CES 2018: The obligatory post about televisions

Today was the blog team’s time in the Central Hall of the Las Vegas Convention Center, which is where they keep the big TVs. There were in fact an ungodly number of big TVs, but mostly from companies you’ve never heard of like Konka, CEC, Huawei, and other Chinese names. Hisense, RCA and Haier, the brands you see at discount and club stores were there too. Among the non-Chinese manufacturers, big TVs were on display from LG, Sony, and Samsung, but those booths actually featured mostly stuff that wasn’t TVs, because apparently they think that everyone wants a washing machine that you can control with Alexa. (Hint: I kind of doubt they do.)

There was no real gimmick this year, other than I suppose 8K which is something no one is going to buy. I spent a decent amount of time in the LG and Samsung booths, sussing out the trends.

LG has always been a little behind the times at CES. They were the last manufacturer at the show to show a 3D TV (two years ago) and just like every year their booth started with a massive display of televisions, which you had to walk through to get to anything.

I couldn’t really get close enough to their rollup TV to get a picture but yes, they have a TV that rolls up. It’s a total gimmick and most likely will never amount to anything. It’s a neat idea but if you’re looking for something that disappears you’re more likely to want a short throw projector. They’re not as bright but projector technology has really improved a lot in the past few years.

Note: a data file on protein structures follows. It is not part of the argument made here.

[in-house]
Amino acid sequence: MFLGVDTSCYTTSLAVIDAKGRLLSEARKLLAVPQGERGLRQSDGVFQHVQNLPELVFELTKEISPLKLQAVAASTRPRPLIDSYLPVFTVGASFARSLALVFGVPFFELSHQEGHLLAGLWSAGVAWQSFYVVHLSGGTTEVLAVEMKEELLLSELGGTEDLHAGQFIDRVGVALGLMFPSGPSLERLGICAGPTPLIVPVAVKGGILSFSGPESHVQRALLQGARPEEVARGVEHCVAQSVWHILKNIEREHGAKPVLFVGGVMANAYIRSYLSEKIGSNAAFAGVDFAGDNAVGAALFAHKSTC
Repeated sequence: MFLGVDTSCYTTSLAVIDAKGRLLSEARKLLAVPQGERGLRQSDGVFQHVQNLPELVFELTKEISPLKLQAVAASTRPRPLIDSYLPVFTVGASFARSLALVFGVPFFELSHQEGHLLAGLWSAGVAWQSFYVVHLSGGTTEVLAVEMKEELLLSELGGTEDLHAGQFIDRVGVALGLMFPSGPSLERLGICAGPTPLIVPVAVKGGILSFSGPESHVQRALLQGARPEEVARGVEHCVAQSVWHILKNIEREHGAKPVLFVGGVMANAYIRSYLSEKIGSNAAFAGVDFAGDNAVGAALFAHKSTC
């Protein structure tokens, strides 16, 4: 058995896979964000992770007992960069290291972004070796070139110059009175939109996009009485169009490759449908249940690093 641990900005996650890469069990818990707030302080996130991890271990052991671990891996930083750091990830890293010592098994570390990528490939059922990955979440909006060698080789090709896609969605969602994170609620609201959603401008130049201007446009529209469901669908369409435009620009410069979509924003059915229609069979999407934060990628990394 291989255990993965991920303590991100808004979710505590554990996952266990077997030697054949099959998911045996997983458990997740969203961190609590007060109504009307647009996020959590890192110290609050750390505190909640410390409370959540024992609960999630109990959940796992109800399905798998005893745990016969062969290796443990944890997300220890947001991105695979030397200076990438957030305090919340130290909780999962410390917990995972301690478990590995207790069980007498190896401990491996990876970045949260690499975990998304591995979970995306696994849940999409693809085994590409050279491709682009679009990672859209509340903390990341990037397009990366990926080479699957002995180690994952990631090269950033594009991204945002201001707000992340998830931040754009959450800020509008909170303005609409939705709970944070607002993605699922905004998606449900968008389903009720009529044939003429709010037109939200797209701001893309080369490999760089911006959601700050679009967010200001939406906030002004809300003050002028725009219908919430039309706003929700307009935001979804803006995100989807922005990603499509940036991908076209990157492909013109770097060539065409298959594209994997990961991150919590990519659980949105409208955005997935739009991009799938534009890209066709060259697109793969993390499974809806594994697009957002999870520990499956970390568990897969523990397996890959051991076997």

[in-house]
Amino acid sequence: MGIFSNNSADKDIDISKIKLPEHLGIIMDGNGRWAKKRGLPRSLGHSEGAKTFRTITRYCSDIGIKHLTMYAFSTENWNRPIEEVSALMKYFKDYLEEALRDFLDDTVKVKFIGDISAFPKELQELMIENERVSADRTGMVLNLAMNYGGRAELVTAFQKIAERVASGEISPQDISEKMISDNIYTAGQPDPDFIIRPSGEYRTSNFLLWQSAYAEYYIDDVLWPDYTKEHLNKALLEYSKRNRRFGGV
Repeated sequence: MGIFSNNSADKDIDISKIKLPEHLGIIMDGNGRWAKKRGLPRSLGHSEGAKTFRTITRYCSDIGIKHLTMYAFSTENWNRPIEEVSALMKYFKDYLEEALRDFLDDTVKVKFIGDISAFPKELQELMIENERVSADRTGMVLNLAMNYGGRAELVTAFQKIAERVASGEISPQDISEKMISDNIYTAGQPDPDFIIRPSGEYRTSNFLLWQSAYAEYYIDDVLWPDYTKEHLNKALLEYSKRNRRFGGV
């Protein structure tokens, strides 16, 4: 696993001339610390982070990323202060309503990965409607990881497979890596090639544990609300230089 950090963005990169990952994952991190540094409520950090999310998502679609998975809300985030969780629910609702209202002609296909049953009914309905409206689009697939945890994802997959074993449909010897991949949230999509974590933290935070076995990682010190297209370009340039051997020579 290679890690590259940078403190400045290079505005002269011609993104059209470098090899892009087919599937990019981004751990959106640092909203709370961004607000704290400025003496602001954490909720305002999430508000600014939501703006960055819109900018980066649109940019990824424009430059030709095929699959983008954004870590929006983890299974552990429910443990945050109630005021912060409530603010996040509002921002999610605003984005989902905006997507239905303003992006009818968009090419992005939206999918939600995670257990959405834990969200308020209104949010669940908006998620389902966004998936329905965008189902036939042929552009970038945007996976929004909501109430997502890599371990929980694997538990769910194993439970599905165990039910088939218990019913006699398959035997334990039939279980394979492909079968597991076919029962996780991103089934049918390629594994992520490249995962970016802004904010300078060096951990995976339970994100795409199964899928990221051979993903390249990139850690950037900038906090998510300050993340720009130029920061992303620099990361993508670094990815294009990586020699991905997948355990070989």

Samsung, for their part, really laid off the televisions, which is pretty smart because they were trying to sell a premium home experience and while their televisions are great, people think of things like robots and internet-enabled refrigerators when they think home luxury. At least that’s how Samsung sees it anyway.

Their big announcement (literally) was the Wall TV, which was made of individual panels so it could keep scaling up as needed, until it covered the entire wall. As shown, it was 146 inches but could probably go bigger if you wanted. The big difference here is that unlike conventional video walls, there is absolutely no visible gap between panels.

Will Samsung actually make it? Probably, since they’ve made their other CES stuff (like their 100″ TV from a few years back) but they won’t make very many and it will cost way too much. Considering that you can get a 70″ TV for under $2500 now, this is probably not something you really need.

All in all, the big announcements on TVs were that pretty much everyone has a TV that will work with Google Assistant, Alexa, or both. It’s just a given I suppose, although someone is going to have to explain to me how saying “I want to watch Black Mirror ” is faster than pushing buttons on your remote. But whatever, it’s this year’s big thing and I’m sure by next year we’ll be on to something else.

Overall, while the Central Hall was busy, it wasn’t wall-to-wall packed like it has been in previous years and there were a lot of places where it didn’t feel busy at all. The major manufacturer booths seemed to get even bigger this year and they still felt crowded. You have to wonder how Samsung, LG, and Panasonic can justify the costs, since they’re probably not doing real business here. This is just fancy advertising for them.

Tomorrow it’s off to the auto-oriented North Hall!

About the Author

Stuart Sweet
Stuart Sweet is the editor-in-chief of The Solid Signal Blog and a "master plumber" at Signal Group, LLC. He is the author of over 9,000 articles and longform tutorials including many posted here. Reach him by clicking on "Contact the Editor" at the bottom of this page.